Is Simplicity the Answer?
Today I downloaded an audio book that was recommended to me by a friend and I was a little confused by its style. The book is basically about how to find your calling and create the life that you want, and while the authors were listing all their achievements and years of teaching in prestigious colleges I just couldn't stop thinking how simple and basic their language seemed to appear. The book literally started with examples of people's life situations that reminded me my classes when I was learning English in fifth grade: "This is Jane. Jane goes to school. Jane thinks she likes her major, but then she realizes it's not her true calling. What should Jane do?" Of course, I am exaggerating a bit, but it just really amazed me that people with years of experience in teaching and higher education degrees would write in such a dry and basic style.
Earlier this week I also decided to explore YouTube from a more analytical point and kind of get familiar with trends, understand its fast-changing algorithms and get familiar with popular content. To my surprise, once again, I have concluded that the simpler the video, the more hits it might get. Of course, YouTube is a ginormous platform with audiences of all sizes, and it seems only the laziest person would be unable to find something that suits their likes, but a random video of a girl talking about 10 things girls hate in a relationship gets millions more views than any informative well-put together videos. Nobody wants to watch, say, Mark Zuckerberg's commencement speech at Harvard when you can see someone put 100 layers of colorful nail polish or crush things with a hydraulic press. There is so much other weird and dumb stuff on YouTube that gets millions and millions of views, but I really don't even want to go there, because that just upsets me. I am always down for a good cat video, though.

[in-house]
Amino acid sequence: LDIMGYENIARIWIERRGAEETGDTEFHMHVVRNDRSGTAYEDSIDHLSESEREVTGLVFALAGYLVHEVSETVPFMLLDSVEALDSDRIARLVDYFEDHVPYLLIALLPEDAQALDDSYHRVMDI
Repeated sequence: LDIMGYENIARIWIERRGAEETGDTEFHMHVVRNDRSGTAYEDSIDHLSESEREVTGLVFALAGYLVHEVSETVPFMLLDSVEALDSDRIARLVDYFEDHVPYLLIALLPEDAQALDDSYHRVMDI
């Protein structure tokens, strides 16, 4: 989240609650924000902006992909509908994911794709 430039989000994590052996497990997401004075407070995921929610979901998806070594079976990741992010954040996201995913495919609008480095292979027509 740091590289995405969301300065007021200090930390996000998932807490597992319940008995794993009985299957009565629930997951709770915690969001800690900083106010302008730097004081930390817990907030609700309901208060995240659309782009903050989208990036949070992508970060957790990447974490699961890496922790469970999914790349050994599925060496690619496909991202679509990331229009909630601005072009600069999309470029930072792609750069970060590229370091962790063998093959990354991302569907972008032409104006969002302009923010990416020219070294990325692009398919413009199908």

I do understand where this comes from. People like simplicity. Our brains constantly process so much information, that we don't want to over load them with even more crap. The professors writing the book know their audience - millenials, who are either still in our fresh out of college. The same goes for Youtube and social media in general - the less of an intellectual burden it is, the better. Media is for entertainment purposes, that's why after a long day a person would rather choose a show that is easy and doesn't require your brain working too hard. Our attention span is so little, that we don't want to soak up information in big chunks. We need short and simple sentences, we need basic, attention grabbing videos with cheesy humor (if that), because that's how we operate these days. We type acronyms and shorten the words to save on time (are we really that lazy, that instead of "thanks" we absolutely have to write "thnx"? What are you saving those bits of a second for? What is the rush exactly?)
Please don't think that I am just grumpy, damn-those-kids-and-back-in-my-days kind of a girl, quite the opposite. I like observing how fast things change and exploring the social trends, but this whole week I just couldn't stop thinking about where is that line of simplicity that we shouldn't cross? Is there a point where we won't need to challenge our brains anymore? And, most of all, what direction are we moving in and would those who did not adapt to the new rules get wiped out by evolution? As a person who enjoys writing lengthy posts (if you haven't noticed) I do feel somewhat threatened. So if you made it all the way to the end, I have hope that not everything is quite lost. And maybe, just maybe, one day a NASA video about how the Universe works will collect far more views than a vlog about smashing an Iphone with an axe.